THE CLIMATE Prediction Centre (CPC) in the United States has a very useful Internet site www,cpc.ncep.noaa.gov for monitoring conditions in the Pacific, In the early March ENSO (EI Nino/Southern Oscillation) diagnostics discussion release, the CPC states that the recent changes in ocean temperature patterns support the forecasts of the continued development towards an EI Nino event.
Warmer than normal subsurface temperatures were recorded throughout the equatorial Pacific during February 2002, By late in February equatorial SST anomalies exceeded + 1°C from 165°E to 1800W and in the far eastern equatorial Pacific near South America,
The warming of the ocean along the South American coast was due to the arrival of the Kelvin wave that has been propagating eastward from the central equatorial Pacific since mid-December, These conditions are often associated with the early stages of El Nino.
Other indicators have corroborated the current forecast. According to the CPC, Peruvian officials indicate the ocean warming has had significant impacts on fishing in the region. Their cold water anchovies have started to be replaced by tropical species, Similar changes in fish catches have been recorded in the early stages of previous EI Nino events.
It will be interesting to see to what extent this warming continues and what ramifications this will have, especially on eastern Australia's expected rainfalL However, more definitive information will not be available until later in autumn, due to the variability in equatorial patterns, especially sea surface temperature patterns over the next few months.
Watch for drop in SOI
As we remain concerned about the likelihood of an EI Nino developing, we will monitor the situation and provide updated information regularly. Our strong advice is to closely monitor information on SOl trends and sea surface temperature patterns. A dramatic drop in SOl values between March and May would, for example, further substantiate the potential for reduced rainfall in many districts, It is also worth remembering that across a large part of Australia, an El Nino event is not needed to reduce rainfall. Warmer than normal sea surface temperature patterns in the central Pacific (and coexisting negative SOl pattern) can form and negatively influence our rainfall patterns without there being an EI Nino.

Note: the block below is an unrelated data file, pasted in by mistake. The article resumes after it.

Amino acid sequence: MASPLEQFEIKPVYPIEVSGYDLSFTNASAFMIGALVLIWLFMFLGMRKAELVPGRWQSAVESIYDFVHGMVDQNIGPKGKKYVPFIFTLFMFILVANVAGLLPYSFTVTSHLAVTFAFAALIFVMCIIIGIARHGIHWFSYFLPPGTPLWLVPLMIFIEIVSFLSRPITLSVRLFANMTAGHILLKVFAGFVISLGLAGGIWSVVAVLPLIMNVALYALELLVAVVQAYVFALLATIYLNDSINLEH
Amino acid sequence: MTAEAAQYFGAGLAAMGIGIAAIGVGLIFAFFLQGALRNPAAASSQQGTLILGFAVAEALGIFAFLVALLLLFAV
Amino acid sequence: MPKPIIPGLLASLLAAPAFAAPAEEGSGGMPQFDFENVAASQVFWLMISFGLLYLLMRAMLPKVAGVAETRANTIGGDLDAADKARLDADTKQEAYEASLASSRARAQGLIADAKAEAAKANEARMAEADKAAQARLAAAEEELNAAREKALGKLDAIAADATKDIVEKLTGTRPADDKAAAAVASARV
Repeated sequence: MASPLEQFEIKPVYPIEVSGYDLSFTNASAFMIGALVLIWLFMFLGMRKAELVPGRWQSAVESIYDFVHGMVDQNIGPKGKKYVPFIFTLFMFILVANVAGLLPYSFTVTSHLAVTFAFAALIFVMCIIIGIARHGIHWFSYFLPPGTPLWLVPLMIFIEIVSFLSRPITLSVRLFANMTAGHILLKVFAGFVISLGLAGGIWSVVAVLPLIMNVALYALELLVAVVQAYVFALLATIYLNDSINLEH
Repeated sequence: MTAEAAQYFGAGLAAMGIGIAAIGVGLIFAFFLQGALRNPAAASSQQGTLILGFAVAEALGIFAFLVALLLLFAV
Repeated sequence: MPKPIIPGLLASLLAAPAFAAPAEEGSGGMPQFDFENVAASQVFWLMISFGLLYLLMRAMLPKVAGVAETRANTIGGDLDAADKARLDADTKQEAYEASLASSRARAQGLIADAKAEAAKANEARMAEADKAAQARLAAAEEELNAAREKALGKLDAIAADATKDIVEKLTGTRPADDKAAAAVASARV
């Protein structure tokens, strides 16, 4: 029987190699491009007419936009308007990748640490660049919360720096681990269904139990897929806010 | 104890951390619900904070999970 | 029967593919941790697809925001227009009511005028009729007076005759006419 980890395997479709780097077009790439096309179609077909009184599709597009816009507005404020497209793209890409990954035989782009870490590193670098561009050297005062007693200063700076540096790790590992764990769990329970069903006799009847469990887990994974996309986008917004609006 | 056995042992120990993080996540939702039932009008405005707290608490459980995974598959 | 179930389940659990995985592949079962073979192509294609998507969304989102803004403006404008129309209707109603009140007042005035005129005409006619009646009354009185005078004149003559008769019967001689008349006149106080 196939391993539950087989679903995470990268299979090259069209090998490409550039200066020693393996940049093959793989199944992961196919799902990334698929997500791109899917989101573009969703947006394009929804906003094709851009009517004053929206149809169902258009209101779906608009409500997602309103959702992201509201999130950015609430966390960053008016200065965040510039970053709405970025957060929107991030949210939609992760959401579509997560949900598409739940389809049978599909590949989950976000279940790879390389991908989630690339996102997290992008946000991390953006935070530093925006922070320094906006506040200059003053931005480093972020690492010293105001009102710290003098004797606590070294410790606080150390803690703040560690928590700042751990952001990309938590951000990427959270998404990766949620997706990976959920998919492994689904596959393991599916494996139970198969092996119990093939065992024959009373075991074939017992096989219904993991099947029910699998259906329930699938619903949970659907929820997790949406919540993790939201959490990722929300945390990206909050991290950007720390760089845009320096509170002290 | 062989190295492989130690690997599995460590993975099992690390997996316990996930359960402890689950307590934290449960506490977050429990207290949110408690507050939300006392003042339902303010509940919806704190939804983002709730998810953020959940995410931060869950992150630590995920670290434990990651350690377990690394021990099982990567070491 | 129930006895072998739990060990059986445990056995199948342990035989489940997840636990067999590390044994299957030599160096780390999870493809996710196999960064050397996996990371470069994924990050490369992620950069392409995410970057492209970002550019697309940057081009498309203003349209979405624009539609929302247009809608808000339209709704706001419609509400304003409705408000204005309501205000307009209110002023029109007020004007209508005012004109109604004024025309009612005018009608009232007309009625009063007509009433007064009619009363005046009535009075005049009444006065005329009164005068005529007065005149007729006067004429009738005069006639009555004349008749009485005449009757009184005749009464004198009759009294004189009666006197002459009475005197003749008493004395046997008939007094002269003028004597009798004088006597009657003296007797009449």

For more climate-related information contact the DPI Call Centre on 13 25 23. Alternatively try the DPI climate web site www.dpi.qld.gov.au/climate and look for 'Climate Note' , This contains more detailed information including rainfall probability maps, SST information etc. A recorded message with the 30-day average of the SOl is also available on 07 4688 1439.
In the meantime, despite the rise in the Southern Oscillation Index (SOl) over January and February, the probability of above-median rainfall from March to May remains low across much of the major graingrowing regions of eastern Australia.
Relatively low probabilities of only 30-50 per cent of getting above the long-term March-May median rainfall were forecast for the grain growing areas of southern and south-eastern Queensland, The probability of above-median rainfall also remained low (30-50 per cent) across much of northern, central and western NSW, northern SA, and most of central and southern WA.
Probabilities of above-median rainfall were higher - at around 60- 80 per cent - across northern Queensland, parts of the Northern Territory, northern WA and the south-eastern corner of SA, For most of the rest of these states, at the time Ground Cover went to press, based on the SOI there were no strong signals either way of the likelihood of the next three months being excessively wet or dry.
For those who like to follow historical patterns more closely, years in the past that had a 'Rapidly Rising' SOl phase in January- February include 2000, 1997, 1985,1984,1978,1977,1975, 1971, 1968, 1965, 1961, 1955, 1950, 1949, 1946 and 1944, What was the early autumn rainfall in your area for those years?